Posts Tagged: scalderphotography

Green Jay

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This beautiful Green Jay is known locally in southernmost Texas as the Rio Grande Jay. The Green Jay has such brilliant colors! This one was kind enough to land on this stump surrounded by red pencil cactus. They are very social and are usually in family flocks like other members of the Jay family. This brightly colored bird lives in the tropics with only a very small area of South Texas fortunate enough to encounter this iridescent species.

Female Northern BobWhite

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The Female Northern BobWhite is seen (at least for me) even more seldom that the male. The Northern Bobwhite nests on the ground. The male and female work together for about five days to weave grass and weeds which camouflage their nest. The Female can lay as many as 28 eggs! That’s a lot of Baby Bobwhites to keep warm and feed. I photographed this Female under a Palm tree in Florida. Nesting on the ground seems risky anywhere but especially in Florida with all the predatory animals around. Owls, Snakes, Hawks, Raccoons and Skunks all prey on the adults and their young!

Northern Bobwhite Quail

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The Northern Bobwhite Quail is a very familiar sound for those of us living in the Eastern United States. Many summer evenings their characteristic whistling call Bob-White is heard frequently but these stocky little quail aren’t seen very often. They are very well camouflaged and tend to hide. They scurry between cover and I felt very lucky to spot this one running along this dirt path (of course he was chasing a female!)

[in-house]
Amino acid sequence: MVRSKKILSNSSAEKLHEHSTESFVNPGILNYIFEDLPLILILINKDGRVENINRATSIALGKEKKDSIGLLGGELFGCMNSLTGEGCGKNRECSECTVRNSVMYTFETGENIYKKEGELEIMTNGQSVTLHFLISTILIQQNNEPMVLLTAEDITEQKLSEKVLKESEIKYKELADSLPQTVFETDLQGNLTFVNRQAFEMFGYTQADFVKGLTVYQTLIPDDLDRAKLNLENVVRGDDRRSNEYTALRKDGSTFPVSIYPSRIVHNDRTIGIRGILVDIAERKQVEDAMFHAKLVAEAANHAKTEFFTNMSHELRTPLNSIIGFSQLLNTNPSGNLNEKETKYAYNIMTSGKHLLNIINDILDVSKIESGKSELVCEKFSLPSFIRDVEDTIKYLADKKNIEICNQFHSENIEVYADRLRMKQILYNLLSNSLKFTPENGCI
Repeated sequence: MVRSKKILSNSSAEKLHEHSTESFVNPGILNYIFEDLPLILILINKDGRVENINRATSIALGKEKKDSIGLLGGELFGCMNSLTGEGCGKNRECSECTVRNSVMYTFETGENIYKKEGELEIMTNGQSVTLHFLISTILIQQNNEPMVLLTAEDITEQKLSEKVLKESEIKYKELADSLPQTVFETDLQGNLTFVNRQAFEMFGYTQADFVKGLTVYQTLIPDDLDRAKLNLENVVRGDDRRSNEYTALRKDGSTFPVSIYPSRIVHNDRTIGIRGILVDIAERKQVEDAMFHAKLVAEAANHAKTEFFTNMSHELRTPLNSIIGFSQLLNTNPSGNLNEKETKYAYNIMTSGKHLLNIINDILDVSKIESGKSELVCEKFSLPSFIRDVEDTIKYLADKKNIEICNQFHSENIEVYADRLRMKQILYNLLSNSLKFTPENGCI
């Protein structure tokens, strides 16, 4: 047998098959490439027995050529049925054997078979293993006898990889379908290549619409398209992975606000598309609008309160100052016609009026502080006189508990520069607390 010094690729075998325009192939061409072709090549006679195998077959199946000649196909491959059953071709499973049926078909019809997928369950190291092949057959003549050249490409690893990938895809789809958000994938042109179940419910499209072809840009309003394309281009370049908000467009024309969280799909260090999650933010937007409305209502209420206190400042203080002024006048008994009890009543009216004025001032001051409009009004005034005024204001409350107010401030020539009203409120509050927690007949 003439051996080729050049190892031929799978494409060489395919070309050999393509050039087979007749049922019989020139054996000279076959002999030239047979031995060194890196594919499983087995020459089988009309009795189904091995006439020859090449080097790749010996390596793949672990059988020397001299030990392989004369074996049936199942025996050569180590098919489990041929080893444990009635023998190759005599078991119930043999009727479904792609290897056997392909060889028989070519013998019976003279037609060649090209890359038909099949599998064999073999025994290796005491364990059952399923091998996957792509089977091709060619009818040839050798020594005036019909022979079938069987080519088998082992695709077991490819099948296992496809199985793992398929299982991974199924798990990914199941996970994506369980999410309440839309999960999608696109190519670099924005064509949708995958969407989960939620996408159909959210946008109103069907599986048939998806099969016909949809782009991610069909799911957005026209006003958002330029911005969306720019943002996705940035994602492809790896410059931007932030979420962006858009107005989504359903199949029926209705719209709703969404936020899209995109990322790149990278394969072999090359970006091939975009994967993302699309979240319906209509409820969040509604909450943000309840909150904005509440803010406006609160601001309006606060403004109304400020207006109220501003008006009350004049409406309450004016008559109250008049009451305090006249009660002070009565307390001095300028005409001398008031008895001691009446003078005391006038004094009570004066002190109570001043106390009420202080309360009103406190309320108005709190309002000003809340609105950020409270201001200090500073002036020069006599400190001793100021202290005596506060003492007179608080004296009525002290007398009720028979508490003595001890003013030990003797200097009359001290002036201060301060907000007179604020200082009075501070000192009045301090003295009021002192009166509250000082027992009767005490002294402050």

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These two images of a Male and Female Common Goldeneye are from early winter.   I am going through past images because all of my spring photography trips are cancelled as a result of the Covid-19 pandemic.

The Common Goldeneye (Bucephalus clangula) is a beautiful, readily recognized little duck. In spring and summer they breed in the colder parts of the United States in upper Michigan, Minnesota and Canada.  Goldeneye are cavity nesters. They frequently lay their eggs in abandoned woodpecker holes, natural tree cavities or nest boxes.  In winter they retreat to the warmer areas of the United States in saltwater bays and ice free deep lakes. The Goldeneye is one of the last ducks of the season to head south. They migrate in flocks and are very fast muscular fliers.

The Common Goldeneye has been nicknamed The Whistler because of the loud whistling noise their wings make as they fly.  

Hooded Merganser

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This Male Hooded Merganser surprised me when he suddenly stood up in the water and flapped. He looked as if he was walking on top of the water while flapping his wings!  This is an adult Male with his distinctive flamboyant crest with the white patch.  The Hooded Merganser is North America’s smallest Merganser  but it has the largest crest. The Hooded Merganser can raise or lower the crest which completely changes the shape of the duck’s head.  The Male courts the female by raising his crest so perhaps this one was looking for a mate.  These small diving ducks nest in tree cavities near ponds or streams. The ducklings leave the nest at only one day old.  The ducklings  jump to the forest floor when Mama Merganser calls to them from below enticing them out of the nest.